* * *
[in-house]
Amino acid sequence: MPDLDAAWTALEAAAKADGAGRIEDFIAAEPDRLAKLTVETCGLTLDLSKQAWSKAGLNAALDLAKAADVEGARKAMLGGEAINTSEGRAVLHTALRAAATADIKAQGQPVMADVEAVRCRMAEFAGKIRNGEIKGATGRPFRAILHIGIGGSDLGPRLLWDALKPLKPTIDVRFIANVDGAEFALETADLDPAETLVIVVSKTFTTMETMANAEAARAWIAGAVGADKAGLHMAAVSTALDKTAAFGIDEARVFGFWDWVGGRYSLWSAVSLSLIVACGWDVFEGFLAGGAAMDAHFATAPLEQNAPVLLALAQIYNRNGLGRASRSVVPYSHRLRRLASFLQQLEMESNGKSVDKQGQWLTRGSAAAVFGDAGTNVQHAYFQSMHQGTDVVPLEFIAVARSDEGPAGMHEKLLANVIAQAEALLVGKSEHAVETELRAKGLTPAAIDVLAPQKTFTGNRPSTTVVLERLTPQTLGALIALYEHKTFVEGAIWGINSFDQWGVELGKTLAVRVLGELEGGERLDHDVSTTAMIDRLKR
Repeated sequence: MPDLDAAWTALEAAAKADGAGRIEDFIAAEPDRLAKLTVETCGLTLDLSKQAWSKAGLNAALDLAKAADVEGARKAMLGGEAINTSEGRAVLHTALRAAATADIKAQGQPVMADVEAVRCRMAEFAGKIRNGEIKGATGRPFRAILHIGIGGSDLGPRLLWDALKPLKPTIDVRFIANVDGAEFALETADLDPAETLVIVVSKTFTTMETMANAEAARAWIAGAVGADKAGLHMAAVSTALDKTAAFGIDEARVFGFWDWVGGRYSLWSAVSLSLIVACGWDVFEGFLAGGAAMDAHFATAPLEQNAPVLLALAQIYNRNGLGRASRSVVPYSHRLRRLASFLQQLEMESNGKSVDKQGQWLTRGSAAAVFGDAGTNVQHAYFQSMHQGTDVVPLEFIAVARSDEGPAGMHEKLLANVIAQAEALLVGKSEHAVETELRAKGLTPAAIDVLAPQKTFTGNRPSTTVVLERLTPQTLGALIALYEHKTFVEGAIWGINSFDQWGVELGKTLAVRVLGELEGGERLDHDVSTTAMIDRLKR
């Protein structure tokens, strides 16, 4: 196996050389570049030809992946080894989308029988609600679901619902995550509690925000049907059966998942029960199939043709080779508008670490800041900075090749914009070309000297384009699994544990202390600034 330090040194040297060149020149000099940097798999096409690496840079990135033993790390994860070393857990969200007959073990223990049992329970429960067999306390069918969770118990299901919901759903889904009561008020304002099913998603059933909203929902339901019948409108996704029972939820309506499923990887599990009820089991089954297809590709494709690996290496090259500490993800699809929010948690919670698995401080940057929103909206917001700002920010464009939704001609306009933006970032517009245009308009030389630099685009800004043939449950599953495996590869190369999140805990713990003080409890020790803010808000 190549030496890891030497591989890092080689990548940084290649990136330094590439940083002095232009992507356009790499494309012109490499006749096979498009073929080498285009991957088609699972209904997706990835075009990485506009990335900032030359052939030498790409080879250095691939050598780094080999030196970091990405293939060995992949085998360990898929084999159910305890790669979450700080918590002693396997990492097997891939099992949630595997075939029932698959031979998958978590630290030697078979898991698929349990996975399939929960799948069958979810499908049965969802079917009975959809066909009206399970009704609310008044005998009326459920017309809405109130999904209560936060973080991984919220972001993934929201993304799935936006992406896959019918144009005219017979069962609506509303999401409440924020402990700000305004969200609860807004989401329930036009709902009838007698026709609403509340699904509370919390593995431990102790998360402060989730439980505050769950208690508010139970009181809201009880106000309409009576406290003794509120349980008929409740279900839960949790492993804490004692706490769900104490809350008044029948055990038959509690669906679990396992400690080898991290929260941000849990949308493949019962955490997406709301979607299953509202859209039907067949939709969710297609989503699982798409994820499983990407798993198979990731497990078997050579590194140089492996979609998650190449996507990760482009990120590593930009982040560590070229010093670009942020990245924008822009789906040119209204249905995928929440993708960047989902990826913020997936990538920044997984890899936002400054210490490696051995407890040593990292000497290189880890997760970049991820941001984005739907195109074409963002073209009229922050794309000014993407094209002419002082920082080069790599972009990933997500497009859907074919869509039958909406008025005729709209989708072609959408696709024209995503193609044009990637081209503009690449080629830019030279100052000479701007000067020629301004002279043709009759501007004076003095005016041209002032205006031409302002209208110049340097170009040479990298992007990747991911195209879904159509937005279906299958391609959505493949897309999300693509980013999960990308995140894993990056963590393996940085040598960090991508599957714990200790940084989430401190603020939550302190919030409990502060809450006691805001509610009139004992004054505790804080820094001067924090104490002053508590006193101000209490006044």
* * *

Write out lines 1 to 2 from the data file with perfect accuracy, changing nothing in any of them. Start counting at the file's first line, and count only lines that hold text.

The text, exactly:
[in-house]
Amino acid sequence: MPDLDAAWTALEAAAKADGAGRIEDFIAAEPDRLAKLTVETCGLTLDLSKQAWSKAGLNAALDLAKAADVEGARKAMLGGEAINTSEGRAVLHTALRAAATADIKAQGQPVMADVEAVRCRMAEFAGKIRNGEIKGATGRPFRAILHIGIGGSDLGPRLLWDALKPLKPTIDVRFIANVDGAEFALETADLDPAETLVIVVSKTFTTMETMANAEAARAWIAGAVGADKAGLHMAAVSTALDKTAAFGIDEARVFGFWDWVGGRYSLWSAVSLSLIVACGWDVFEGFLAGGAAMDAHFATAPLEQNAPVLLALAQIYNRNGLGRASRSVVPYSHRLRRLASFLQQLEMESNGKSVDKQGQWLTRGSAAAVFGDAGTNVQHAYFQSMHQGTDVVPLEFIAVARSDEGPAGMHEKLLANVIAQAEALLVGKSEHAVETELRAKGLTPAAIDVLAPQKTFTGNRPSTTVVLERLTPQTLGALIALYEHKTFVEGAIWGINSFDQWGVELGKTLAVRVLGELEGGERLDHDVSTTAMIDRLKR